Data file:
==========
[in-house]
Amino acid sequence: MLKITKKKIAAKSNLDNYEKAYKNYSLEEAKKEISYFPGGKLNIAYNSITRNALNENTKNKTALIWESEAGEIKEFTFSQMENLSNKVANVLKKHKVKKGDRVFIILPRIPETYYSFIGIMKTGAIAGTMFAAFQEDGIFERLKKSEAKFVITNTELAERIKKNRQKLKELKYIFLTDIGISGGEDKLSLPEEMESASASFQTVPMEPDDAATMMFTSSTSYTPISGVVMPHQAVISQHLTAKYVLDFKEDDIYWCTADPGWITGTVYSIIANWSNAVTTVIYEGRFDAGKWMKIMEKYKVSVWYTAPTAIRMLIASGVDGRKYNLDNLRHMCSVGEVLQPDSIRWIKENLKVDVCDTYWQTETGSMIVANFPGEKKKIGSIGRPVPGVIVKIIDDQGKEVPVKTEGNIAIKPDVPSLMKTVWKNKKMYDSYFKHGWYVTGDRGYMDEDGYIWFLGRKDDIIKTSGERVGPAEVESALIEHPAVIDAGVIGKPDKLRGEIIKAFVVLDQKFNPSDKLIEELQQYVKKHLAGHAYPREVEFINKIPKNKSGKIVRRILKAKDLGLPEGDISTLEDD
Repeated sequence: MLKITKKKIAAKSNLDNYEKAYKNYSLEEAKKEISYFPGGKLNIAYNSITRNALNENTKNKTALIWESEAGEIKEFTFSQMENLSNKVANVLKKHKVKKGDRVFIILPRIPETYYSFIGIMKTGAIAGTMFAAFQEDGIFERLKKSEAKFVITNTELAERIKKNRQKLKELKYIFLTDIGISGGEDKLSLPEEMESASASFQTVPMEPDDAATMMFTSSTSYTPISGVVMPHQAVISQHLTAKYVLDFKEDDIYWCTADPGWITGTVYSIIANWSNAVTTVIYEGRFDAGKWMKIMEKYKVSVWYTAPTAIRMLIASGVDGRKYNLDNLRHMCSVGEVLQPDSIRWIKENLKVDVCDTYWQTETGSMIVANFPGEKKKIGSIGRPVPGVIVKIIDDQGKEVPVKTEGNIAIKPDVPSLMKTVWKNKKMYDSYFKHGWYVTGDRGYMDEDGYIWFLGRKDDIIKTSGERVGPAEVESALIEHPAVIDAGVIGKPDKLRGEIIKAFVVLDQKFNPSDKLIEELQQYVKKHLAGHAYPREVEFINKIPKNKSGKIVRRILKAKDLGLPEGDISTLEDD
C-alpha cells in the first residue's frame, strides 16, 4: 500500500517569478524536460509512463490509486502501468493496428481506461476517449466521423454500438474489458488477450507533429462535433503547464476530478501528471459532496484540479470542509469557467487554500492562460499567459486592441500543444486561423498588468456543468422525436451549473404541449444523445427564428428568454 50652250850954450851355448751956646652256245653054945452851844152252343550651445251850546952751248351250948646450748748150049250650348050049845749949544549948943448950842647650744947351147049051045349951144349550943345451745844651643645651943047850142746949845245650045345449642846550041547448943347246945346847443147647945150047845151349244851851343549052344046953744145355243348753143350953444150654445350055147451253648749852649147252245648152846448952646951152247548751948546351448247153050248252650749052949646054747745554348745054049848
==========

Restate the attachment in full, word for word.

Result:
[in-house]
Amino acid sequence: MLKITKKKIAAKSNLDNYEKAYKNYSLEEAKKEISYFPGGKLNIAYNSITRNALNENTKNKTALIWESEAGEIKEFTFSQMENLSNKVANVLKKHKVKKGDRVFIILPRIPETYYSFIGIMKTGAIAGTMFAAFQEDGIFERLKKSEAKFVITNTELAERIKKNRQKLKELKYIFLTDIGISGGEDKLSLPEEMESASASFQTVPMEPDDAATMMFTSSTSYTPISGVVMPHQAVISQHLTAKYVLDFKEDDIYWCTADPGWITGTVYSIIANWSNAVTTVIYEGRFDAGKWMKIMEKYKVSVWYTAPTAIRMLIASGVDGRKYNLDNLRHMCSVGEVLQPDSIRWIKENLKVDVCDTYWQTETGSMIVANFPGEKKKIGSIGRPVPGVIVKIIDDQGKEVPVKTEGNIAIKPDVPSLMKTVWKNKKMYDSYFKHGWYVTGDRGYMDEDGYIWFLGRKDDIIKTSGERVGPAEVESALIEHPAVIDAGVIGKPDKLRGEIIKAFVVLDQKFNPSDKLIEELQQYVKKHLAGHAYPREVEFINKIPKNKSGKIVRRILKAKDLGLPEGDISTLEDD
Repeated sequence: MLKITKKKIAAKSNLDNYEKAYKNYSLEEAKKEISYFPGGKLNIAYNSITRNALNENTKNKTALIWESEAGEIKEFTFSQMENLSNKVANVLKKHKVKKGDRVFIILPRIPETYYSFIGIMKTGAIAGTMFAAFQEDGIFERLKKSEAKFVITNTELAERIKKNRQKLKELKYIFLTDIGISGGEDKLSLPEEMESASASFQTVPMEPDDAATMMFTSSTSYTPISGVVMPHQAVISQHLTAKYVLDFKEDDIYWCTADPGWITGTVYSIIANWSNAVTTVIYEGRFDAGKWMKIMEKYKVSVWYTAPTAIRMLIASGVDGRKYNLDNLRHMCSVGEVLQPDSIRWIKENLKVDVCDTYWQTETGSMIVANFPGEKKKIGSIGRPVPGVIVKIIDDQGKEVPVKTEGNIAIKPDVPSLMKTVWKNKKMYDSYFKHGWYVTGDRGYMDEDGYIWFLGRKDDIIKTSGERVGPAEVESALIEHPAVIDAGVIGKPDKLRGEIIKAFVVLDQKFNPSDKLIEELQQYVKKHLAGHAYPREVEFINKIPKNKSGKIVRRILKAKDLGLPEGDISTLEDD
C-alpha cells in the first residue's frame, strides 16, 4: 500500500517569478524536460509512463490509486502501468493496428481506461476517449466521423454500438474489458488477450507533429462535433503547464476530478501528471459532496484540479470542509469557467487554500492562460499567459486592441500543444486561423498588468456543468422525436451549473404541449444523445427564428428568454 50652250850954450851355448751956646652256245653054945452851844152252343550651445251850546952751248351250948646450748748150049250650348050049845749949544549948943448950842647650744947351147049051045349951144349550943345451745844651643645651943047850142746949845245650045345449642846550041547448943347246945346847443147647945150047845151349244851851343549052344046953744145355243348753143350953444150654445350055147451253648749852649147252245648152846448952646951152247548751948546351448247153050248252650749052949646054747745554348745054049848